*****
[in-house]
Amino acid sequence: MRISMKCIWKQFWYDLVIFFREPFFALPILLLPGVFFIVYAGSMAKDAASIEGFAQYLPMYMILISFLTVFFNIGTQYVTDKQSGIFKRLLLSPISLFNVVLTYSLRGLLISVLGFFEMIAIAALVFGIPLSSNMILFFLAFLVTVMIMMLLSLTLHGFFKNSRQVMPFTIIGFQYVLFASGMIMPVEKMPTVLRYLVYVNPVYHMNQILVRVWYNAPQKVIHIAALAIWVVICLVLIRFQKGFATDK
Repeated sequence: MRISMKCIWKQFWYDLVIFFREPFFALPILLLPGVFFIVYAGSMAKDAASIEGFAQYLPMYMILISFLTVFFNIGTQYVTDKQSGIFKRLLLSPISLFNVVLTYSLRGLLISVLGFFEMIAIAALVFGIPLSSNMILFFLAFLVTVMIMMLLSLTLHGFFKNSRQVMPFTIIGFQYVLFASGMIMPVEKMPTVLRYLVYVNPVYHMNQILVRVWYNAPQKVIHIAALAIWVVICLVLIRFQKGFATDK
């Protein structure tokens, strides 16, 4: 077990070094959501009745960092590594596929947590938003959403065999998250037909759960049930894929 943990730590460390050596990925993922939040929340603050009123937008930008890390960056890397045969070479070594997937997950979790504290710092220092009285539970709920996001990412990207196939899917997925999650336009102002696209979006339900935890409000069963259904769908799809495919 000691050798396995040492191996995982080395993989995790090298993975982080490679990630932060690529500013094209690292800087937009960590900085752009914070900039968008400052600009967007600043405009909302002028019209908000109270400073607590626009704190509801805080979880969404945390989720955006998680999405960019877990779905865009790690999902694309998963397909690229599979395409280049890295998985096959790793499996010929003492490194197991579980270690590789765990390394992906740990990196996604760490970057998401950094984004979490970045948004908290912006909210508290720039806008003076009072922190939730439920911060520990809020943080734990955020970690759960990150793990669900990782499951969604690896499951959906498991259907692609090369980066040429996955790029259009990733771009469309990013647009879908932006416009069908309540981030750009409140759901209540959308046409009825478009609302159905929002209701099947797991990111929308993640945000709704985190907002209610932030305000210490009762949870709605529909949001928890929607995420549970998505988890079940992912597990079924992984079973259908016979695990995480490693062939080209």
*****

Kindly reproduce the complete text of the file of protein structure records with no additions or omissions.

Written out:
[in-house]
Amino acid sequence: MRISMKCIWKQFWYDLVIFFREPFFALPILLLPGVFFIVYAGSMAKDAASIEGFAQYLPMYMILISFLTVFFNIGTQYVTDKQSGIFKRLLLSPISLFNVVLTYSLRGLLISVLGFFEMIAIAALVFGIPLSSNMILFFLAFLVTVMIMMLLSLTLHGFFKNSRQVMPFTIIGFQYVLFASGMIMPVEKMPTVLRYLVYVNPVYHMNQILVRVWYNAPQKVIHIAALAIWVVICLVLIRFQKGFATDK
Repeated sequence: MRISMKCIWKQFWYDLVIFFREPFFALPILLLPGVFFIVYAGSMAKDAASIEGFAQYLPMYMILISFLTVFFNIGTQYVTDKQSGIFKRLLLSPISLFNVVLTYSLRGLLISVLGFFEMIAIAALVFGIPLSSNMILFFLAFLVTVMIMMLLSLTLHGFFKNSRQVMPFTIIGFQYVLFASGMIMPVEKMPTVLRYLVYVNPVYHMNQILVRVWYNAPQKVIHIAALAIWVVICLVLIRFQKGFATDK
């Protein structure tokens, strides 16, 4: 077990070094959501009745960092590594596929947590938003959403065999998250037909759960049930894929 943990730590460390050596990925993922939040929340603050009123937008930008890390960056890397045969070479070594997937997950979790504290710092220092009285539970709920996001990412990207196939899917997925999650336009102002696209979006339900935890409000069963259904769908799809495919 000691050798396995040492191996995982080395993989995790090298993975982080490679990630932060690529500013094209690292800087937009960590900085752009914070900039968008400052600009967007600043405009909302002028019209908000109270400073607590626009704190509801805080979880969404945390989720955006998680999405960019877990779905865009790690999902694309998963397909690229599979395409280049890295998985096959790793499996010929003492490194197991579980270690590789765990390394992906740990990196996604760490970057998401950094984004979490970045948004908290912006909210508290720039806008003076009072922190939730439920911060520990809020943080734990955020970690759960990150793990669900990782499951969604690896499951959906498991259907692609090369980066040429996955790029259009990733771009469309990013647009879908932006416009069908309540981030750009409140759901209540959308046409009825478009609302159905929002209701099947797991990111929308993640945000709704985190907002209610932030305000210490009762949870709605529909949001928890929607995420549970998505988890079940992912597990079924992984079973259908016979695990995480490693062939080209």